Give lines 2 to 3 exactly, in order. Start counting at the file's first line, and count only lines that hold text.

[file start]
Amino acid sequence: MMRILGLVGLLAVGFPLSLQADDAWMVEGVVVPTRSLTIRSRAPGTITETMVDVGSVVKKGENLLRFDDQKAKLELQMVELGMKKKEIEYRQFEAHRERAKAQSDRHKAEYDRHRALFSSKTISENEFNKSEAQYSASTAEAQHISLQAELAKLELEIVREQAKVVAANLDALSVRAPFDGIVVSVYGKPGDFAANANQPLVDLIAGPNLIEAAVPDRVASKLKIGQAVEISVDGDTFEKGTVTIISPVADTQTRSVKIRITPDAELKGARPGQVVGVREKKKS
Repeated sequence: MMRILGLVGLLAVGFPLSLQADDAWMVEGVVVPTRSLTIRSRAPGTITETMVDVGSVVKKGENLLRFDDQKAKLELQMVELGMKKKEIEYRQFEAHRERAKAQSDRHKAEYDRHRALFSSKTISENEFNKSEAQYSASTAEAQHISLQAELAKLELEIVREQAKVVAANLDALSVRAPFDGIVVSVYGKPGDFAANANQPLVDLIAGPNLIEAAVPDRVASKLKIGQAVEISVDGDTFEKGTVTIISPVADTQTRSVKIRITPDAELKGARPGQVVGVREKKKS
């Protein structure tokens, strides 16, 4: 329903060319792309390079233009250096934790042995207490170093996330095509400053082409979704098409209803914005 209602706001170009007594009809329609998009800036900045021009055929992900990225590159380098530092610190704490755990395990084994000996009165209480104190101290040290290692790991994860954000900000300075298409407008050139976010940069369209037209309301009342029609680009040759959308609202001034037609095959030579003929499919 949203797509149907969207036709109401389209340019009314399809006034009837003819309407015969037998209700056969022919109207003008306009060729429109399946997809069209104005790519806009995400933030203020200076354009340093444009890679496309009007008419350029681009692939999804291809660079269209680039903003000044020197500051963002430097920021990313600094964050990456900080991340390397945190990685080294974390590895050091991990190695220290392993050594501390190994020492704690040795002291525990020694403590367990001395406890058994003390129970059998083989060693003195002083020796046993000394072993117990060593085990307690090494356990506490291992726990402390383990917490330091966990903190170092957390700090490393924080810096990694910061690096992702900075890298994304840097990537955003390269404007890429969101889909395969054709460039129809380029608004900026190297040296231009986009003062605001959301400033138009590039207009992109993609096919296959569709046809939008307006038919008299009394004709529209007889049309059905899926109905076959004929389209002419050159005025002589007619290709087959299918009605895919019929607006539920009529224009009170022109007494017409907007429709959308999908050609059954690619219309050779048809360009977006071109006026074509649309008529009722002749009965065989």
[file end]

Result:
Repeated sequence: MMRILGLVGLLAVGFPLSLQADDAWMVEGVVVPTRSLTIRSRAPGTITETMVDVGSVVKKGENLLRFDDQKAKLELQMVELGMKKKEIEYRQFEAHRERAKAQSDRHKAEYDRHRALFSSKTISENEFNKSEAQYSASTAEAQHISLQAELAKLELEIVREQAKVVAANLDALSVRAPFDGIVVSVYGKPGDFAANANQPLVDLIAGPNLIEAAVPDRVASKLKIGQAVEISVDGDTFEKGTVTIISPVADTQTRSVKIRITPDAELKGARPGQVVGVREKKKS
């Protein structure tokens, strides 16, 4: 329903060319792309390079233009250096934790042995207490170093996330095509400053082409979704098409209803914005 209602706001170009007594009809329609998009800036900045021009055929992900990225590159380098530092610190704490755990395990084994000996009165209480104190101290040290290692790991994860954000900000300075298409407008050139976010940069369209037209309301009342029609680009040759959308609202001034037609095959030579003929499919 949203797509149907969207036709109401389209340019009314399809006034009837003819309407015969037998209700056969022919109207003008306009060729429109399946997809069209104005790519806009995400933030203020200076354009340093444009890679496309009007008419350029681009692939999804291809660079269209680039903003000044020197500051963002430097920021990313600094964050990456900080991340390397945190990685080294974390590895050091991990190695220290392993050594501390190994020492704690040795002291525990020694403590367990001395406890058994003390129970059998083989060693003195002083020796046993000394072993117990060593085990307690090494356990506490291992726990402390383990917490330091966990903190170092957390700090490393924080810096990694910061690096992702900075890298994304840097990537955003390269404007890429969101889909395969054709460039129809380029608004900026190297040296231009986009003062605001959301400033138009590039207009992109993609096919296959569709046809939008307006038919008299009394004709529209007889049309059905899926109905076959004929389209002419050159005025002589007619290709087959299918009605895919019929607006539920009529224009009170022109007494017409907007429709959308999908050609059954690619219309050779048809360009977006071109006026074509649309008529009722002749009965065989």